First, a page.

World’s only Vagina Museum closes its doors in East London and seeks new home


The Vagina Museum, located in Bethnal Green, London, has announced it will be homeless once again after its property guardianship arrangement was brought to an end.

The museum, the world’s first physical institution dedicated to the female reproductive system and its surrounding culture and politics, will open to the public for the last time at its current Bethnal Green site on Wednesday 1 February before seeking a new home.

“In our time at Bethnal Green, we’ve once again demonstrated just how much the world needs and wants a Vagina Museum,” the museum said in a statement. “Times are, once again, uncertain for us, but we’ve been through this before and risen stronger than ever. With a community like you supporting us, we know we can get through this too.”

The museum started in 2017 as a series of pop-up events at London venues including the Royal Institution, the Feminist Library and the Freud Museum. It opened its doors to the public for the first time in 2019 after gaining permanent premises in Camden Market, north London. The museum moved to 18 Victoria Park Square, in Bethnal Green, London, in March 2022, after the landlords of the Camden space refused to renew their lease, instead turning the space into a clothes shop.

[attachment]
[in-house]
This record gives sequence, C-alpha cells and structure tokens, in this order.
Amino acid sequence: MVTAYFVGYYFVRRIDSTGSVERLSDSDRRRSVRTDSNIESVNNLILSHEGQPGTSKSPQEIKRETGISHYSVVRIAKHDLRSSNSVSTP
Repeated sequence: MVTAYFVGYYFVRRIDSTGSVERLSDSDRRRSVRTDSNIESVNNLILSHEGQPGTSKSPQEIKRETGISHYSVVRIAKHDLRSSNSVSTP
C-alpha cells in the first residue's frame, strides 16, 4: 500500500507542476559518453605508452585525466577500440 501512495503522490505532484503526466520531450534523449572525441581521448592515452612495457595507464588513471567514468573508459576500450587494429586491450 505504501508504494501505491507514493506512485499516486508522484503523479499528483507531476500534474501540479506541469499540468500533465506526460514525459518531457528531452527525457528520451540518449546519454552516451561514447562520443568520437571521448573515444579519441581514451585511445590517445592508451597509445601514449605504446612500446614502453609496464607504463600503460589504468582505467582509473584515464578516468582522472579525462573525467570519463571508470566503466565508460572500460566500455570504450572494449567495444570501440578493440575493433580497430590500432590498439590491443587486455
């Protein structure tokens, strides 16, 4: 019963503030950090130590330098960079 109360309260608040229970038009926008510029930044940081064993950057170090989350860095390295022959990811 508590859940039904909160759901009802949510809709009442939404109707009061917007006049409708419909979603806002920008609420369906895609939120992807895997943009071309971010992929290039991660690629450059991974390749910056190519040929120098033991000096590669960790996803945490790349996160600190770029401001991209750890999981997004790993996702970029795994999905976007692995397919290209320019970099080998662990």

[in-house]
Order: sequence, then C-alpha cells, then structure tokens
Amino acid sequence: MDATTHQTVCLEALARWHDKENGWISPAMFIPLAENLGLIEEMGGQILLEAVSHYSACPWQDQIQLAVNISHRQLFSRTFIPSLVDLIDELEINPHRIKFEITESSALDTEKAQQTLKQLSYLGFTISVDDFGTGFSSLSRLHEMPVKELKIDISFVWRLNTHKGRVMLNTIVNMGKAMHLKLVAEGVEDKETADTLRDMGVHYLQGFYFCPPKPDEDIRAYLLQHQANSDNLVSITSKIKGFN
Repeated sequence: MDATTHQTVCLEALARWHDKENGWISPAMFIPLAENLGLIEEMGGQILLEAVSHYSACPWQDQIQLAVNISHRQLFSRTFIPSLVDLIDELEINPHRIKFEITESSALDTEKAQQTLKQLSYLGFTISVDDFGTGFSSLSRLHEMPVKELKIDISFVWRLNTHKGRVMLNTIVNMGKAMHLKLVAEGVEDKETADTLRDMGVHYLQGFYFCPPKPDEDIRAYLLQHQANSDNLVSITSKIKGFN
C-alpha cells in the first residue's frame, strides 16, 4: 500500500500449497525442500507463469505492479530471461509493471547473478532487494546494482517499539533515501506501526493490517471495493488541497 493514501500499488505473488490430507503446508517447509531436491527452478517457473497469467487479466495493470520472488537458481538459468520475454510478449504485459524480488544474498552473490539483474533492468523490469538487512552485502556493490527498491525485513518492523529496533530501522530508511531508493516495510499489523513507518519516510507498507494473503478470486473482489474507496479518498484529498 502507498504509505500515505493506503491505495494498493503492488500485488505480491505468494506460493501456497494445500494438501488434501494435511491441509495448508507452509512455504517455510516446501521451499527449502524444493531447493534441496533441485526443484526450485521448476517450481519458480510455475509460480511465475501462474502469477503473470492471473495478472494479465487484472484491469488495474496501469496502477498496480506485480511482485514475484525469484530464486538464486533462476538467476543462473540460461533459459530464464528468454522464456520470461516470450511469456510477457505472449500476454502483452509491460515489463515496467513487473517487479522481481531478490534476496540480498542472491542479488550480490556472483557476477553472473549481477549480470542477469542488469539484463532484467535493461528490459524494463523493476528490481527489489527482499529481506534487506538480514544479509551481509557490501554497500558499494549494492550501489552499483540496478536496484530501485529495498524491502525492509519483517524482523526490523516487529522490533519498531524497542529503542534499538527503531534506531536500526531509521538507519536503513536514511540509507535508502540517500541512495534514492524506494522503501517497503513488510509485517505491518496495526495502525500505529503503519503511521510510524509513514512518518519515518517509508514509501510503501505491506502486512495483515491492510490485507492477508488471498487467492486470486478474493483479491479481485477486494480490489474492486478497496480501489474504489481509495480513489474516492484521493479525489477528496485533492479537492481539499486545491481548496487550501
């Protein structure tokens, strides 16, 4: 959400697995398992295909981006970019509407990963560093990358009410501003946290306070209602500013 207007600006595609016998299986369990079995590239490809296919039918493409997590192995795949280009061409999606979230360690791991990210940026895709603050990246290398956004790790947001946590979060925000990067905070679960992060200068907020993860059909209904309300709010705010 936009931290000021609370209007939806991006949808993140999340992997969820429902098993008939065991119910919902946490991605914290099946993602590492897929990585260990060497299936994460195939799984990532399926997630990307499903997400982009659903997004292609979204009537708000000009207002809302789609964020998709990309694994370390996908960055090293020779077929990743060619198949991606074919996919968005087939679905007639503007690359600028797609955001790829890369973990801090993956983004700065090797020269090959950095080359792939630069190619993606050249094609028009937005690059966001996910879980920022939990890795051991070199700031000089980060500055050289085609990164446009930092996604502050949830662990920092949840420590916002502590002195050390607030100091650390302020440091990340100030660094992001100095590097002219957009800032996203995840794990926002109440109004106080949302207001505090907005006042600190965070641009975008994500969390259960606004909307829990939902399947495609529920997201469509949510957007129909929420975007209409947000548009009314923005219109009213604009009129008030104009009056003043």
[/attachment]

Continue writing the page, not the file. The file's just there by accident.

The museum used its current premises under a property guardianship arrangement, a government-recognised scheme where vacant premises are offered to small businesses or residents on a flexible arrangement in order to guard against squatters. Guardians typically pay a licence fee below market standard rental prices on a month-to-month basis.

The Bethnal Green iteration of the museum has received 40,000 visitors since opening, and gained acclaim for exhibitions like Periods: A Short History, which explored persistent social taboos about the menstrual cycle.

Florence Schechter, the director of the museum, said to the Evening Standard: “The museum is too important to give up on. It’s a museum that means a lot to people. It’s a vital eduction service. In parts of the online world, and in many places around the world, you can’t even say the word ‘vagina’”.

In a tweet, the Victoria & Albert Museum branch of the Public and Commercial Services union, said: “The Vagina museum is the kind of organisation the industry needs. They support striking workers and call out ableist recruitment practices. We’re really sad to hear they are having to move again.”

The team behind behind the museum are now seeking a space of around 2,000 sq. feet in a London location. Its collection will be held in storage for the interim period. The Vagina Museum is also seeking donations from the public to fund their next move.


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